WIlmer Cutler Pickering Hale and Dorr LLP
Although patent litigators should always be mindful that patent litigation has, with some justification, been called the ‘pathology of the patent system’, not so much as a criticism, but more in recognition of how remarkably little patent litigation there is in fact when seen in relation to the number of patents in force at any one time, patent litigation is also the anvil on which patent law is forged. This is because the ‘black letter’ law of patents tends to be terse by comparison to most other areas of law, and it is only with experience of how courts and tribunals interpret such law and apply it that one can start to appreciate its true scope and effect. This, in part, explains how such similarly expressed statutory provisions as one finds in different patent laws can sometimes result in such different outcomes in different jurisdictions – disparities that are all the more evident when they concern the same product or process, and patents that, though in different jurisdictions are all members of the same family, and are all intended to protect the same invention.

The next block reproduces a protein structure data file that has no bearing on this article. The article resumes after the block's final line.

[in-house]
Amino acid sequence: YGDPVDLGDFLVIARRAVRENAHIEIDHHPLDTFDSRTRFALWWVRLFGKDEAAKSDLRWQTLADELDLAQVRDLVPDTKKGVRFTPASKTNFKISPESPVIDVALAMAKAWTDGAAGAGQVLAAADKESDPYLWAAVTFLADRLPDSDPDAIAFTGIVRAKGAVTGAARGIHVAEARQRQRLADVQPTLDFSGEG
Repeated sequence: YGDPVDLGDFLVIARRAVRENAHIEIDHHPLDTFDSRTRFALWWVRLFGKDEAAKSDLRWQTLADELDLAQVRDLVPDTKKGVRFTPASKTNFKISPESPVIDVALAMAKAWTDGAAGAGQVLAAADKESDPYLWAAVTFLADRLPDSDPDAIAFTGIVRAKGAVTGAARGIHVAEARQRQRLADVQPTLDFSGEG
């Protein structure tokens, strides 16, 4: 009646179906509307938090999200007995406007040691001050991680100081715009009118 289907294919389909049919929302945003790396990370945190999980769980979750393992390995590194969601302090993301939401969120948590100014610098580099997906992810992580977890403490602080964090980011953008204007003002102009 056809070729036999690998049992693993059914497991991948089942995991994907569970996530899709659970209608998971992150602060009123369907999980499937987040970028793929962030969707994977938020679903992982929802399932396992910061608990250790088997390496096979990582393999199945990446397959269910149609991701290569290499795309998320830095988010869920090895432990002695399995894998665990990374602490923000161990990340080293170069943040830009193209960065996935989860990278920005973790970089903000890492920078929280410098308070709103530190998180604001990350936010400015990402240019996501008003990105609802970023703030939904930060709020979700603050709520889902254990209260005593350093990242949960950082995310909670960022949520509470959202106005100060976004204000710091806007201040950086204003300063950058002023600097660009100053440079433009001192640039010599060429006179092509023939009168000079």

Such disparities can also be a consequence of the considerable procedural differences between jurisdictions, the nature of which is outlined in this Review. However, the Review does not only summarise patent litigation procedures. The respective contributors to it, as leading practitioners in each of their jurisdictions, also focus on recent developments in substantive patent law as demonstrated by the most important recent court decisions in their respective jurisdictions, meaning that this Review also provides insight into the current controversies that affect patent law generally.